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Head-mounted virtual reality (VR) technology allows an individual to be immersed in a simulated interactive environment, via a wearable headset. There is growing evidence for the application of VR in many aspects of healthcare.1 2
We hypothesised that VR would reduce anxiety and pain in children undergoing short painful procedures (cannulation, venepuncture, wound closure or foreign body removal) in the paediatric emergency department (PED).
We compared how distracted children were with VR (Pico Goblin headset, using the ‘Happy Place’ animated interactive 360° experience), with how distracted an equivalent group of children were with traditional distraction (TD) methods (a play specialist and the child’s choice of book, game or tablet computer). Children …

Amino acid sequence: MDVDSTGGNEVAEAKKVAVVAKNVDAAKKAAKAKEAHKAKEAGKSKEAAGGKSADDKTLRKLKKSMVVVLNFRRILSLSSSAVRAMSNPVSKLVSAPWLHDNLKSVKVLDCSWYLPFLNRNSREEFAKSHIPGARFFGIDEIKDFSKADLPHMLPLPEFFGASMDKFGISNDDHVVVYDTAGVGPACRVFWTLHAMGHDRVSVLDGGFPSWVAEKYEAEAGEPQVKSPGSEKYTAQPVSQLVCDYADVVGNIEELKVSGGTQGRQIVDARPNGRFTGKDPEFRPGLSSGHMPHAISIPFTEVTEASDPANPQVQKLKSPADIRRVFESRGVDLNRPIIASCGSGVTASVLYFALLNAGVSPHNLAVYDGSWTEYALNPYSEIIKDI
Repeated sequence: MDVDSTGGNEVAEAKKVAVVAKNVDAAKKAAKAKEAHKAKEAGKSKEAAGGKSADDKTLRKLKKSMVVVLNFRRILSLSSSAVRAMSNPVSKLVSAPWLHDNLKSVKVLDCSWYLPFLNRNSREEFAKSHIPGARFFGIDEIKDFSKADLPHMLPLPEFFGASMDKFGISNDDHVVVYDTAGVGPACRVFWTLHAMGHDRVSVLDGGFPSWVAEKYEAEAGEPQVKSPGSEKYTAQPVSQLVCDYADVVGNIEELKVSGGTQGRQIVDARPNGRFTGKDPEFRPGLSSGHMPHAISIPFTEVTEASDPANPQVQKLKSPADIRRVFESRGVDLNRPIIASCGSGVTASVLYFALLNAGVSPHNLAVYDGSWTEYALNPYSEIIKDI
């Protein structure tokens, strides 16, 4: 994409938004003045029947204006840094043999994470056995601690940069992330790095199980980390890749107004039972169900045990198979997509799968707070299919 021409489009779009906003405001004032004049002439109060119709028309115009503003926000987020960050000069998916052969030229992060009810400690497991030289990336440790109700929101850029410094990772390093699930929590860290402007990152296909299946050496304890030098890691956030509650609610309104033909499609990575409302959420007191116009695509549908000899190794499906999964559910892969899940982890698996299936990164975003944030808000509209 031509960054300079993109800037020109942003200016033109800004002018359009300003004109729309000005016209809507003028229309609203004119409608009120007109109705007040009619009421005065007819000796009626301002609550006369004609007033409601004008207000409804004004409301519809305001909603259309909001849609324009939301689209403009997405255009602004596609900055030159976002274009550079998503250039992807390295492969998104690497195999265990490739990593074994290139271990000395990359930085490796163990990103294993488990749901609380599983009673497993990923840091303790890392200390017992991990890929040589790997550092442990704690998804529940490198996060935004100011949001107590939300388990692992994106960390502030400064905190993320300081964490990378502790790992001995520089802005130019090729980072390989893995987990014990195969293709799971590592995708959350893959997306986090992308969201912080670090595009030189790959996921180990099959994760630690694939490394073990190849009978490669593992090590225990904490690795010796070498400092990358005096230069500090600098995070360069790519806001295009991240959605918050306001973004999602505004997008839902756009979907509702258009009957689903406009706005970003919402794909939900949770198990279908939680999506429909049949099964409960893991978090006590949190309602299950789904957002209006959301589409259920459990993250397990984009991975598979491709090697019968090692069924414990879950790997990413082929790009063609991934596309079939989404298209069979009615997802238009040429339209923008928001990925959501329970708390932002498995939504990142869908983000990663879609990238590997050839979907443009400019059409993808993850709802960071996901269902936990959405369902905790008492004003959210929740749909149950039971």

Contributors KK designed the study, collected data and prepared the manuscript for final submission. CEM and BS collected and analysed the data, and produced a first draft of the manuscript.
Competing interests None declared.
Patient consent Not required.
Provenance and peer review Not commissioned; externally peer reviewed.
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